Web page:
A Meditation on John 19:25-27: "Behold, Thy Mother"
|Rogier van der Weyden, Crucifixion Diptych (c. 1460)|
The following is a meditation that I wrote for Biola's Center for Christianity, Culture and the Arts. It was written specifically for their Lent Project. Each day of Lent they invite a different person to reflect on a relevant text which, in turn, has been matched to a poem, a piece of music and a work of visual art. It's quite a wonderful resource, thanks in no small part to the keen leadership of Barry Krammes.
How I came upon this opportunity is a bit of serendipity--or, more properly, a bit of providence. I was walking down Walnut Street on my way to Fuller's Guest House in Pasadena, California. I had bumped into my friend Bruce Herman. I was in town for the Brehm Center's Culture Care conference; Bruce was in town for art reasons. We were catching up on the day's activities when we crossed paths with Barry Krammes and a couple of his colleagues. One thing led to another and both Bruce and I were invited to contribute to CCCA's Lent Project. We both accepted on the spot.
You can find the original reflection here, on the Lent Project site. Here below is the text of my reflection on Jesus' words to his mother, Mary, and to the beloved disciple, John. His words represent, for the church's practice of Holy Week, one of the "Seven Last Words of Jesus."
Day 43: Wednesday, April 12, 2017
Text: John 19:25-27.
Title: Mary & John at the Foot of the Cross
“Woman, I bought a life insurance policy. It will take care of you from here on out. You will find the security information under the mattress at home.”
As best we can tell, Jesus did not speak these words. Nor did he say, “Woman, get thee to a nunnery, go. Farewell.” Nor: “Woman, find a good nursing home and take care of yourself.” Nor: “Woman, stay with your sister, the other Mary. She’s family.”
No “Mother,” only “Woman.”
No “I love you,” only “Behold, your son.”
This is the last exchange that we see take place in the Gospel of John between Jesus and his mother. It is the official record of Jesus’ farewell to the mother who bore him, the Theotokos, the God-bearer, as the Council of Ephesus in 431 AD officially declared Mary. “Behold: your mother.” What exactly is Jesus on about?
Here, on the cross, as at the beginning of his earthly ministry and to the very end, Jesus is forming a new family. This is not a family bound by law; it is not a family linked by common religious heritage; it is not the family of the paterfamilias. It is the family of Jesus, the Body of Christ, formed by the crucified and resurrected body of Christ, comprised of every tongue, tribe and nation.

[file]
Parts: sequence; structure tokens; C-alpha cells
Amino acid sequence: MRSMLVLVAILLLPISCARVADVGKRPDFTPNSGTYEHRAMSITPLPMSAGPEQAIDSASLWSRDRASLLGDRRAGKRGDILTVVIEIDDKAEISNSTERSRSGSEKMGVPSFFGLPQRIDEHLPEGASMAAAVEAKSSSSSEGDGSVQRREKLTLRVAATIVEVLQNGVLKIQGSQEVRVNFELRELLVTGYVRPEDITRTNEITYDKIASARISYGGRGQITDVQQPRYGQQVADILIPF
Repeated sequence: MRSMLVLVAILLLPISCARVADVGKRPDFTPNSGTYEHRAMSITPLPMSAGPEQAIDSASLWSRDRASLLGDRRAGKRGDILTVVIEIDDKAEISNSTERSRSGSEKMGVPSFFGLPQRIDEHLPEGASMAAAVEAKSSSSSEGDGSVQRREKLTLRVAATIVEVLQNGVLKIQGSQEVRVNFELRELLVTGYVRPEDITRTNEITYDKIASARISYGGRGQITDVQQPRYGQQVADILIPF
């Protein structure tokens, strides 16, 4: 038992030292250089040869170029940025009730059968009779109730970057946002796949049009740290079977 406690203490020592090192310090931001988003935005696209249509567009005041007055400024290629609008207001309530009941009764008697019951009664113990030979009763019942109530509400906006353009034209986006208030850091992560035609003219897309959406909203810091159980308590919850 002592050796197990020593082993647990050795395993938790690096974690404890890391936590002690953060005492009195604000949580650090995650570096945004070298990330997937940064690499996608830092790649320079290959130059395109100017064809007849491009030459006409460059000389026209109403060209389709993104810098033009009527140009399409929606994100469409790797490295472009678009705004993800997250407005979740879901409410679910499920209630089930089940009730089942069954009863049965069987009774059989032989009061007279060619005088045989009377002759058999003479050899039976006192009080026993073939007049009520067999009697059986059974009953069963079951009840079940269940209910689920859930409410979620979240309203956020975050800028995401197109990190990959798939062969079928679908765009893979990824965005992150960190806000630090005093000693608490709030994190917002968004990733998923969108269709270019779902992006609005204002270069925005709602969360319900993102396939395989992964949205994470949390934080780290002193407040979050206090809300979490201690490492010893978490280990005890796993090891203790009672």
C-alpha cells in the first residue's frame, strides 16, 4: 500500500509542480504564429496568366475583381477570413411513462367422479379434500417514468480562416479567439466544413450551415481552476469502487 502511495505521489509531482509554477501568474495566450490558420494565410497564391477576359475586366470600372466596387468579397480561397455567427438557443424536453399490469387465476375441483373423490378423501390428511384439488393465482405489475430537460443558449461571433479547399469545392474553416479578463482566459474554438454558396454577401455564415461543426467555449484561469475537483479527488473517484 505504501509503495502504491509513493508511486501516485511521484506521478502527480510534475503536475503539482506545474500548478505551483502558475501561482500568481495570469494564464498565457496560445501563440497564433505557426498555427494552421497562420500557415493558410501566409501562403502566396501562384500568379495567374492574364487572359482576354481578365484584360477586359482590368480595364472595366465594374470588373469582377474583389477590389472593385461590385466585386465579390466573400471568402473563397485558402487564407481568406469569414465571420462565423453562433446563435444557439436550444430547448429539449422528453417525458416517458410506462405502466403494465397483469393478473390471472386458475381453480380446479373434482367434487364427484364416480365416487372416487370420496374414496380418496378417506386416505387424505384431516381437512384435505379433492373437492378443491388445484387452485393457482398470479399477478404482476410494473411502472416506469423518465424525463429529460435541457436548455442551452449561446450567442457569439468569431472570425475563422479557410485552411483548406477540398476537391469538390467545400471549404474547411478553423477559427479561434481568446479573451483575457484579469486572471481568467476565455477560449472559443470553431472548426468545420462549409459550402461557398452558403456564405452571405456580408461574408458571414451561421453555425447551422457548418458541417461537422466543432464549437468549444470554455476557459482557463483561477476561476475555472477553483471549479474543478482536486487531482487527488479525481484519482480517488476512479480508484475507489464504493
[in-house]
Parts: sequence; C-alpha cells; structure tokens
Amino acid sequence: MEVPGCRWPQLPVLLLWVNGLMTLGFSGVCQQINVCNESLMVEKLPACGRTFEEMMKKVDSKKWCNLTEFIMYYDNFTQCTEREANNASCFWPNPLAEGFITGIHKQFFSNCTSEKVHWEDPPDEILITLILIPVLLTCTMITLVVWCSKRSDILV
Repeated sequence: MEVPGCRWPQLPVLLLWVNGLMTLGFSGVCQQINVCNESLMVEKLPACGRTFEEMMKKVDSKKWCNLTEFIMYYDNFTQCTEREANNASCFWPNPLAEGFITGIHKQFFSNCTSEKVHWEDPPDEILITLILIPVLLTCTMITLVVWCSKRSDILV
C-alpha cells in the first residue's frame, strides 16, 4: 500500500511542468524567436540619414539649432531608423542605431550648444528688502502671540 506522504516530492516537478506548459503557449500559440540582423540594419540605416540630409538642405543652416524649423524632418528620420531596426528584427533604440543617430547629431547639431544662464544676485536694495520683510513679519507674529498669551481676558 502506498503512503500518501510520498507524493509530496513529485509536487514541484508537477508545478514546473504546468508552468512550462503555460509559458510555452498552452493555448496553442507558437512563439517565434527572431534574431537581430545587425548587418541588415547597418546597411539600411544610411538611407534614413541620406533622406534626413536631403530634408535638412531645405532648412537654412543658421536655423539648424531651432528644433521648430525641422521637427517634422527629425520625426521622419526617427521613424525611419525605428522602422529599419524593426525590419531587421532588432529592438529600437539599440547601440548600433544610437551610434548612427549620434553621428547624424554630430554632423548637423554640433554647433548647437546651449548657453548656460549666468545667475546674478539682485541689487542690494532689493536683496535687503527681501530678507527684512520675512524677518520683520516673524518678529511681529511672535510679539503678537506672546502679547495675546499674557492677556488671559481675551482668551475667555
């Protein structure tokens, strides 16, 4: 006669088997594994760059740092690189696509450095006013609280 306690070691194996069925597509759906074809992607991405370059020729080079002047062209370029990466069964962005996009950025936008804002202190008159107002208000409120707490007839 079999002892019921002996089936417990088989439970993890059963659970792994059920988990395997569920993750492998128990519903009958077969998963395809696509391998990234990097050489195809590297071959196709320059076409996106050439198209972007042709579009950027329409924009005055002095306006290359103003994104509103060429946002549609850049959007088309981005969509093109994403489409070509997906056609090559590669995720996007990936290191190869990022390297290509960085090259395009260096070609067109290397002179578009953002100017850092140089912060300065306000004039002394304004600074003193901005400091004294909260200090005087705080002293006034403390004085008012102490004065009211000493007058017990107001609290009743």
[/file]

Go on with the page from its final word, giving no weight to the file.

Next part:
It is noteworthy that Jesus does not ask his mother, Mary, her opinion. He does not ask John for permission. He simply says, here’s your son; there’s your mother. It all seems rather presumptuous. With his last breaths, a desperate man impulsively makes arrangements for his disconsolate mother by presuming upon his beloved friend.
This is of course to take a cynical view of the “deathbed” exchange. It is quite the opposite. The exchange that takes place is a grace and a sign. When Jesus gives his mother to John, and vice versa, he enacts in this one instance what will become normative for the church throughout the ages.
Families fractured by the sword shall find a new home in the family of Jesus. Families broken apart because of a betrayal by blood shall be placed in the household of God. Strangers shall become fellow citizens; the lonely shall be surrounded by brothers and sisters; the abandoned shall be adopted; the barren shall be comforted by sons and daughters by faith.
Whatever else Jesus intends with these words from the cross, he means to signal a hopeful future: with God as our Father, Jesus as our elder Brother and the Spirit as the One who unites the brokenhearted, like Mary and John and the rest of us, into a family that, by grace, becomes a foretaste of the home for which our hearts everlastingly yearn.
Oh Lord, you who put the lonely in homes and cause strangers to become friends, we pray that you would bless our church family so that we might become a place that embraces the lonely and welcomes the stranger, for the glory of your name. Amen.
|Wojciech Piechowski, Crucifixion (1889)|